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  • As a result of its small size, Liechtenstein has been strongly affected by external cultural influences, most notably those originating in the southern German-speaking areas of Europe, including Austria, Bavaria, Switzerland, and specifically Tirol and Vorarlberg.
  • Music and theatre are an important part of the culture. There are numerous music organizations such as the Liechtenstein Musical Company, the annual Guitar Days and the International Josef Gabriel Rheinberger Society, which play in two main theatres.
  • Joseph Rheinberger, an all time famous musician and composer was born the son of the Prince of Liechtenstein's treasurer on March 17 1839 in the capital village of Vaduz.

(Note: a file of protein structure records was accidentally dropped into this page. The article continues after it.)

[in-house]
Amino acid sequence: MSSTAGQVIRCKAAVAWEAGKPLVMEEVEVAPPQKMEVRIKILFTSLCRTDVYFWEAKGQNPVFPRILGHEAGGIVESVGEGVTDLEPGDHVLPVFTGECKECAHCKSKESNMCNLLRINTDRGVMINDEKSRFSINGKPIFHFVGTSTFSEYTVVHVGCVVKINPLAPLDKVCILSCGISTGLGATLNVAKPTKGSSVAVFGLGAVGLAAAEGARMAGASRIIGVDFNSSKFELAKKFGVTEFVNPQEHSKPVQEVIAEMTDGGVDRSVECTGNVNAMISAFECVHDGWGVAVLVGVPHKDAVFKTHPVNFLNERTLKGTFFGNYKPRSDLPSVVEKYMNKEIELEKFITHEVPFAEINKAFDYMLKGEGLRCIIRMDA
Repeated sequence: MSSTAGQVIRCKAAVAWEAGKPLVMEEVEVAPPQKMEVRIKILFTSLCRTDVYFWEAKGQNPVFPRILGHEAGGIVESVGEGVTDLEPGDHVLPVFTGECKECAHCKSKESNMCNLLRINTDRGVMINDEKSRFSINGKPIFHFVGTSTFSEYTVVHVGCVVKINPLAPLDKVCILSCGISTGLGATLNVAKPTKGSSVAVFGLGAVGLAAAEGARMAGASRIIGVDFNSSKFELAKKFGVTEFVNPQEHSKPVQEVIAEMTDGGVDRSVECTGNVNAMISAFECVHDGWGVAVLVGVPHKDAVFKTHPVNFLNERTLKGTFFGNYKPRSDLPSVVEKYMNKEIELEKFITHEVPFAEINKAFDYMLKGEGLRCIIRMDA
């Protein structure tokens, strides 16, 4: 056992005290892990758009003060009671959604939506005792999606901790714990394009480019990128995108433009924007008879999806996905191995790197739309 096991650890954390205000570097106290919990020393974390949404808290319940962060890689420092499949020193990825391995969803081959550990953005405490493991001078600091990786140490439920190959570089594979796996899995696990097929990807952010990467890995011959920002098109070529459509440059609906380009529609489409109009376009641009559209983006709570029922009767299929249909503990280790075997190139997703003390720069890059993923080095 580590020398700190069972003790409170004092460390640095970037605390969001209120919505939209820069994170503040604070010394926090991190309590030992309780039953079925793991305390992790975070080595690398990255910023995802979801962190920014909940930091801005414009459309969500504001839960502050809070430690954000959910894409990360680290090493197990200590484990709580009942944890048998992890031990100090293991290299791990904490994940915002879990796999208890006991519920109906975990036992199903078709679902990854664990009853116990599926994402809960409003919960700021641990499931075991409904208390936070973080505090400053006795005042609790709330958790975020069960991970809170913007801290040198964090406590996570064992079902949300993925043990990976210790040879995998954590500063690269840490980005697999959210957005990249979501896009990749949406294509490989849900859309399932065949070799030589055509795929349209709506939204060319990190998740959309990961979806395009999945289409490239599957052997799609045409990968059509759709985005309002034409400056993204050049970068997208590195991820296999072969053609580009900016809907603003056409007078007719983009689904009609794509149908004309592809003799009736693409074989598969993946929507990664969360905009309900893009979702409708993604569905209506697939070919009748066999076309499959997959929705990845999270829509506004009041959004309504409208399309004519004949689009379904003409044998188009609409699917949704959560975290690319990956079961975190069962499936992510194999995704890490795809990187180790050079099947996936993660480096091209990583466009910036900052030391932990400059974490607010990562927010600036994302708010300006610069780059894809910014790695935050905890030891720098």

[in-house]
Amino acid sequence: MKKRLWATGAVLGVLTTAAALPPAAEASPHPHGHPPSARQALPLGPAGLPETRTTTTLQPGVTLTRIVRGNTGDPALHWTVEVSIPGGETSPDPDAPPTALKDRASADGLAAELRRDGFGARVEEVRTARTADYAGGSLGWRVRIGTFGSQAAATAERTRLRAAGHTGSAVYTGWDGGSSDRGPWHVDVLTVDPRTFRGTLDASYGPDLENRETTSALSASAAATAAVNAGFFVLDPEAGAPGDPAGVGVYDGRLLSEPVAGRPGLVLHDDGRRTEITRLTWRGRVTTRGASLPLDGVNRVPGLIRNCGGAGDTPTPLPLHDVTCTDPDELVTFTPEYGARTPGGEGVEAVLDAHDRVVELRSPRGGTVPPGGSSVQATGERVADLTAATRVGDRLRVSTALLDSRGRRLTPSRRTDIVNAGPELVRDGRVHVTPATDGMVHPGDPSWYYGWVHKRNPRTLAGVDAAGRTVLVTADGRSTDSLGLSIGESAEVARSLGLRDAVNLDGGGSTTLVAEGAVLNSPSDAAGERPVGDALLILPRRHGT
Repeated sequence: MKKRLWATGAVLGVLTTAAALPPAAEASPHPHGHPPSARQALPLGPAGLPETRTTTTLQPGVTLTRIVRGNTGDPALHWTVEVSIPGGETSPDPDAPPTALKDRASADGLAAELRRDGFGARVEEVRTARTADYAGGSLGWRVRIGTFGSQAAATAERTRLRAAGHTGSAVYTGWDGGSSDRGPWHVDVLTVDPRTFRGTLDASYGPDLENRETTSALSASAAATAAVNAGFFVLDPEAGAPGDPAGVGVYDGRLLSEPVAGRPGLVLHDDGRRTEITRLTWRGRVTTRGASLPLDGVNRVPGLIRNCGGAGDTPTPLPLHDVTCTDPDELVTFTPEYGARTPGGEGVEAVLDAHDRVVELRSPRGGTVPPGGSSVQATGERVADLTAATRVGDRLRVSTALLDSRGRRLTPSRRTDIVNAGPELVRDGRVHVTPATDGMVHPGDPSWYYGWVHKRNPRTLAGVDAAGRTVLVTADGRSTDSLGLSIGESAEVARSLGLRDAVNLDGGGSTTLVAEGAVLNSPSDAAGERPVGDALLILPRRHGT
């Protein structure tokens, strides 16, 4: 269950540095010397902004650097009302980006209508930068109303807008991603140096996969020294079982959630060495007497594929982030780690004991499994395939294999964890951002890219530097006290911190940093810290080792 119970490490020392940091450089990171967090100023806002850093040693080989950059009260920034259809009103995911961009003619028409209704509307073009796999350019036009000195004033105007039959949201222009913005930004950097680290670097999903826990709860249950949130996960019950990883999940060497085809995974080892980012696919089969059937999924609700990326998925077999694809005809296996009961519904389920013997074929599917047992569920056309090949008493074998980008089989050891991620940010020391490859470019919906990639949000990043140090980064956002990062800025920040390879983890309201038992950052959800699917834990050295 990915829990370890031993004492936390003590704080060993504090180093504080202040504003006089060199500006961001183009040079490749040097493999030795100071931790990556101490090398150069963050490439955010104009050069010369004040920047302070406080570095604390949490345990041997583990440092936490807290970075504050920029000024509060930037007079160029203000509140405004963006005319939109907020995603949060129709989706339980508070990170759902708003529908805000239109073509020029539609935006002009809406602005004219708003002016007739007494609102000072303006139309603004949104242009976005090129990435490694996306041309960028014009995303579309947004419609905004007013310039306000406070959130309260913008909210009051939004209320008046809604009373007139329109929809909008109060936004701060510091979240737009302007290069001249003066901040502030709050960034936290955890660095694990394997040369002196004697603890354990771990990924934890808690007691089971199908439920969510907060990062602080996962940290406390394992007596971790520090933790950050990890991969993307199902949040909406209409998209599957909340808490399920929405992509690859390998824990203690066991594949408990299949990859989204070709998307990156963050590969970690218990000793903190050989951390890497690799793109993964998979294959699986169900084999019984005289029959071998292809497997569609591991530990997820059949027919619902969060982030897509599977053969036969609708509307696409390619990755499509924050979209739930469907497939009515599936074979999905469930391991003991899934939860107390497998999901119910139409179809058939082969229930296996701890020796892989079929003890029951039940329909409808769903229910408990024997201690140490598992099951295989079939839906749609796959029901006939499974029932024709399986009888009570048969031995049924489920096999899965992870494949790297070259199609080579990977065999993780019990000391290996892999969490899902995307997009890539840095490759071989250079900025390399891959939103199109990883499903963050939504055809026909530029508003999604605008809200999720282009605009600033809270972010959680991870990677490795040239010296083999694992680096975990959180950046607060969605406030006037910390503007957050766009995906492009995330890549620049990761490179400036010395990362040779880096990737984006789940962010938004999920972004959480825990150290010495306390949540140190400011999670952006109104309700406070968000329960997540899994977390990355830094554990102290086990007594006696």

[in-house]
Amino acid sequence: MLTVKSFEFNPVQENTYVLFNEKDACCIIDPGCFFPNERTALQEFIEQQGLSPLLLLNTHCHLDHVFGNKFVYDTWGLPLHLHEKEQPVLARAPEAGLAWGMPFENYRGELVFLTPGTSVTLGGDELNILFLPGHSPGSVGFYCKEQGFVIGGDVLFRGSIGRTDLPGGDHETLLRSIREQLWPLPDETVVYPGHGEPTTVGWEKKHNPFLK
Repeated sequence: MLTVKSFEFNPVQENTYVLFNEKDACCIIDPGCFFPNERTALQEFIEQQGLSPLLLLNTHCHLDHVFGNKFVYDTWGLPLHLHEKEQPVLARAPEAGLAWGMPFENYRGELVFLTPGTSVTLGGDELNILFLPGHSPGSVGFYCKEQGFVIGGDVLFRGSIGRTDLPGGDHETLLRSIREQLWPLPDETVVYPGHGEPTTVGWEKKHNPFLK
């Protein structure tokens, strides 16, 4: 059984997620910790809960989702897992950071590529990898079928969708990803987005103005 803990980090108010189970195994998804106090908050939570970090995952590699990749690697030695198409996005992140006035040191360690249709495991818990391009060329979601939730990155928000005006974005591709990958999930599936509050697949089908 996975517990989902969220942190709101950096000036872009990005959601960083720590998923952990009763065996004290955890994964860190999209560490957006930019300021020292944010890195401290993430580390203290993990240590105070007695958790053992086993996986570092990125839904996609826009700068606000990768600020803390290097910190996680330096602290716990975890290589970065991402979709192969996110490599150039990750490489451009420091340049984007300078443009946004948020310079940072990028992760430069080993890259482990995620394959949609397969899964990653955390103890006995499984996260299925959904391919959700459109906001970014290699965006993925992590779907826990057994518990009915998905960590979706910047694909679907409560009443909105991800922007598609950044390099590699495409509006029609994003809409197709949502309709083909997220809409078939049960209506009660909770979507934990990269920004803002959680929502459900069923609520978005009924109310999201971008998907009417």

• There is 'Funkensonntag' ('Spark Sunday'), just before Easter, when straw witches are burnt on gigantic bonfires - recalling heathen ceremonies to drive away winter and also the burning of witches. This is both a public festival and a competition between the various villages.
  • Popular sports in Liechtenstein is football, skiing and rugby.
  • Liechtensteiners usually eat Zmorga for breakfast which comprises of coffee and bread with jam. Zmittag is their main meal of the day which typically includes a main dish, soup, salad, and dessert. Znacht is eaten at dinnertime and comprises of an open-faced sandwich made with various kinds of meat and cheese. Käsknöfle, one of their distinctive regional dishes consists of noodles made by squeezing a mixture of flour, water, and eggs through a perforated board after which, the noodles are baked with grated cheese.